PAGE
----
"The virtuosic and endlessly curious cellist Jeffrey Zeigler and I had been looking for an opportunity to work together for years; but between my work in the opera house and his as the principal cellist for quartets like the Kronos, the time, alas, never seemed right," Mark Adamo told The Violin Channel. "And then it was: four orchestras came on board for the commission, and dates — in New York, San Francisco, Houston, ad Manitoba — were set.
Part of the inspiration for "Last Year" came when Adamo had been listening to a recording of Vivaldi's Four seasons, while simultaneously hearing the news of a terrible flood in Houston. He thought that if Vivaldi were alive today and knew what we know now, it would seem almost impossible to compose those scores. Adamo wondered, however, "If Vivaldi was asked to; what might he make?"
Adamo's compositional approach is always: "imagine the piece first, and the music will follow."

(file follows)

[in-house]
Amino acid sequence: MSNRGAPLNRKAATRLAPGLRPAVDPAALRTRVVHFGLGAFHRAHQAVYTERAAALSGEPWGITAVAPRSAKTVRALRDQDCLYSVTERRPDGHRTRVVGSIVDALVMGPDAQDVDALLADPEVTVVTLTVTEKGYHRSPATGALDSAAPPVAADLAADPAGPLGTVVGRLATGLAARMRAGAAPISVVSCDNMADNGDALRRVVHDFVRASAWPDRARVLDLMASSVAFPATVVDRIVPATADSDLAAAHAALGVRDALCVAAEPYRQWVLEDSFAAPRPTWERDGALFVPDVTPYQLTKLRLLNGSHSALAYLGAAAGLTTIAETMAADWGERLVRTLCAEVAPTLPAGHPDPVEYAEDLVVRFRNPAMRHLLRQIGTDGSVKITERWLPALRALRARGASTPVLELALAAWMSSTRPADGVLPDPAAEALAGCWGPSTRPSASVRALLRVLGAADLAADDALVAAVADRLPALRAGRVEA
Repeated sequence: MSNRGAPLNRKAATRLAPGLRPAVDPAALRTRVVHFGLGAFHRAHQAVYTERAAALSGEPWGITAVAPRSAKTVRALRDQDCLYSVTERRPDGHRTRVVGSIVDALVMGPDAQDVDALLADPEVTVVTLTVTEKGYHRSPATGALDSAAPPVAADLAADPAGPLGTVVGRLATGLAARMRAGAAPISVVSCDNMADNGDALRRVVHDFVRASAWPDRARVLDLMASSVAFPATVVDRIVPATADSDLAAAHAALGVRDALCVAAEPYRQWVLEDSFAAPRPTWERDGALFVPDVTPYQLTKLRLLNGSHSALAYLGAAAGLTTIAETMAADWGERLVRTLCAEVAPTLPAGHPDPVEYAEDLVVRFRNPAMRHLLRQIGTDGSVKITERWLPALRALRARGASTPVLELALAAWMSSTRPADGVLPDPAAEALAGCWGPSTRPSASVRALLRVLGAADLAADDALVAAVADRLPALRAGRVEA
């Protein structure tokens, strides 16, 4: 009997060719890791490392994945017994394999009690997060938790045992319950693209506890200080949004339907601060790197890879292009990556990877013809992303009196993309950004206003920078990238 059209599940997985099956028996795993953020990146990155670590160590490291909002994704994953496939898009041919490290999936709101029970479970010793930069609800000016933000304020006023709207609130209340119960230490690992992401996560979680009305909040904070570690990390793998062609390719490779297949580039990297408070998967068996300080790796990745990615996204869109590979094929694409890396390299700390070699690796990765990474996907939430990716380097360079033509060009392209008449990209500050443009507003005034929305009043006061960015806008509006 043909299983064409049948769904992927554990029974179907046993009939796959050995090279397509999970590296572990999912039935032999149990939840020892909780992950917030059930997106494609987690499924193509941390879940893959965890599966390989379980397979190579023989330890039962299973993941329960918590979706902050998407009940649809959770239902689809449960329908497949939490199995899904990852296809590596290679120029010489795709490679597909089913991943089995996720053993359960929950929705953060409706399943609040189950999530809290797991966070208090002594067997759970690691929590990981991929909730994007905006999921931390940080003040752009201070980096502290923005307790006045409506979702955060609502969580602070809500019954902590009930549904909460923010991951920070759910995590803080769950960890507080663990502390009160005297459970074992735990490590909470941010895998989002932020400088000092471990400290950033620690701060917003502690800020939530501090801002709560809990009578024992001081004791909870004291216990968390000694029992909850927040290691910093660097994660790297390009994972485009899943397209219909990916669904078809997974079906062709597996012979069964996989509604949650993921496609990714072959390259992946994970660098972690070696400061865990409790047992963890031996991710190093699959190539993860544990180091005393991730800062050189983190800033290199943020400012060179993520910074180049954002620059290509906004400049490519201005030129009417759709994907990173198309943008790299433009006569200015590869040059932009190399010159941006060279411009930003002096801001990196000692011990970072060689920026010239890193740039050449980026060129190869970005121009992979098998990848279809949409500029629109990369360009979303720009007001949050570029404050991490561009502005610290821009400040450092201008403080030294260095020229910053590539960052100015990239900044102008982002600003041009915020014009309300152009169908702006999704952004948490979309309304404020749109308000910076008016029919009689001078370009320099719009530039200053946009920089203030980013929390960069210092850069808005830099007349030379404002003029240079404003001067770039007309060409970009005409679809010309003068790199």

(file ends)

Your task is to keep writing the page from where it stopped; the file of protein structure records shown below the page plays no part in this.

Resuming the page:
"It began with the aforementioned idea; continued with a lot of free-associative sketching in a journal — along the lines of 'What should this piece do? What are its highest and lowest emotional points, and how do they sound?.' This was then developed into a long, multicolored sketch, in which every minute of the piece’s duration, every shift of register and technique, every thematic idea, and every instrumental color were mapped out like an electrocardiogram; and only then did it evolve into the actual pitches and rhythms that the musicians would play and the audience would hear.
"By filtering what so many of us are feeling about the world through the twin screens of the Vivaldi and the Dies Irae, I’m hoping this piece could make it more possible for us to experience, and thus work with, the emotions that we, certainly I, can find powerful to the point of immobilizing.
For inspiration, Adamo had the Emily Dickinson poem taped to his computer monitor:
"Tell all the Truth but tell it slant
Success in Circuit lies
Too bright for our infirm Delight
The Truth’s superb Surprise"